The Federal High Court in Abuja on Thursday ordered the State Security Service(SSS) to release Omoyele Sowore, the Sahara Reporters Publisher, and Olawale Bakare, his co-accused, within 24 hours.
Justice Ijeoma Ojukwu gave the order on Thursday, following the agency’s disobedience to a court order to release them.
The Federal High Court had ordered the immediate release of Messrs Sowore and Bakare from prison on October 21.
In a court order dated November 12, the judge said the SSS must release Mr Sowore as directed by the court or it’s topmost official would be guilty of contempt and liable to be committed to prison.
Mr Sowore, who was arrested on August 3 by the SSS for planning a protest popularised with the hashtag #RevolutionNow, was granted bail for the second time on October 18.
SSS did not respect a previous bail granted the defendant on September 24.
The two accused persons are facing a seven-count charge of treasonable felony, fraud, cyber-stalking and insulting President Muhammadu Buhari.
There have been growing calls for their release, with many condemning the government of President Buhari for their arrests and charges.
Mr Sowore’s lawyer, Femi Falana, defended his client’s choice of the word “revolution” for the August 5 protest that later held in some parts of the country.
The lawyer said even the Supreme Court does not regard a revolution as an offence.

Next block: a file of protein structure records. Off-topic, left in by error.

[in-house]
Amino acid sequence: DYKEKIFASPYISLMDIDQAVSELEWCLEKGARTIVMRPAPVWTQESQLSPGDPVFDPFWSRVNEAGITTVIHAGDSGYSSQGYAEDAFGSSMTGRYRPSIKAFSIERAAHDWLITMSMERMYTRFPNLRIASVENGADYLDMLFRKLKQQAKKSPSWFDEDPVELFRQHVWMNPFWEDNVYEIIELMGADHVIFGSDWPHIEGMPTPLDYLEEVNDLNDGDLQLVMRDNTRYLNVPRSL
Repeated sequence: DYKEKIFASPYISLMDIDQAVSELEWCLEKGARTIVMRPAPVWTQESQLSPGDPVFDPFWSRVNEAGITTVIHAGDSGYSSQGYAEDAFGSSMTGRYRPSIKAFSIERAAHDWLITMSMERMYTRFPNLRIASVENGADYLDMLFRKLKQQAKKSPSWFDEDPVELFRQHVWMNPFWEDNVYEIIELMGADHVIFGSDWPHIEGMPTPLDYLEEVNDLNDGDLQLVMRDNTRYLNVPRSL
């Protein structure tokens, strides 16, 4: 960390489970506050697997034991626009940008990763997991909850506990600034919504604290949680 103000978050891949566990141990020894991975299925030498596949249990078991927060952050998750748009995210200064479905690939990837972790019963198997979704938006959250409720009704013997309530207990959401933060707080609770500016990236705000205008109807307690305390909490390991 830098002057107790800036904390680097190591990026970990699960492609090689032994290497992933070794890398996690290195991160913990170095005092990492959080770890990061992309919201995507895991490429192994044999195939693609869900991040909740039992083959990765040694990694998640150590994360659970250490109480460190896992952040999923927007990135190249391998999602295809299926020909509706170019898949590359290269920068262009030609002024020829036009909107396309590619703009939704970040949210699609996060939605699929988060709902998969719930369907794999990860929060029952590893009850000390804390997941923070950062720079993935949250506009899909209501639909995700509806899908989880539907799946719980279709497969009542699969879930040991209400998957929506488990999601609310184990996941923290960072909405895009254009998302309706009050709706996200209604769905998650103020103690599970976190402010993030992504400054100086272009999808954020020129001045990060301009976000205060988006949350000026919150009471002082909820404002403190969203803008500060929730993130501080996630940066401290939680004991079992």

“Even a coup that sustains the status quo has been said not to be a revolution by the Supreme Court,” he said.
At the resumed hearing of the matter on Thursday, Justice Ojukwu gave the order for the release within 24 hours, saying that the SSS has no justifiable reason to continue to hold Mr Sowore and Mr Bakare in custody after she signed the warrants for their release.
The prosecuting lawyer, Hassan Liman, had insisted that the SSS did not refuse to comply with the order of the court.
Mr Liman said no order of the court had been violated, adding that none would be violated.
The senior counsel said the prosecution does not even want the defendants in their custody.
Following this, the judge asked him why have they not been released, a question which left the counsel tongue-tied.
Justice Ojukwu insisted that she signed the bail order and she could not understand why it has not been complied with.
The judge said the matter will not continue, adding that since today’s matter was adjourned at their instance, she would award a cost of N100,000 against the prosecution.
“The failure of the prosecution to carry out the order of the court to serve the defence and in view if this adjournment is at the instance of the prosecution. And in view of section 396 of ACJA, I will award the cost of N100,000 against the prosecution. And in view of the refusal of the prosecution to release the defendant, this court will give the prosecution the next 24 hours to comply with the order of court,” she said.
Mrs Ojukwu insisted that the law cannot change for anybody and all must respect the law.
The court adjourned to December 6 for a report on the court’s order.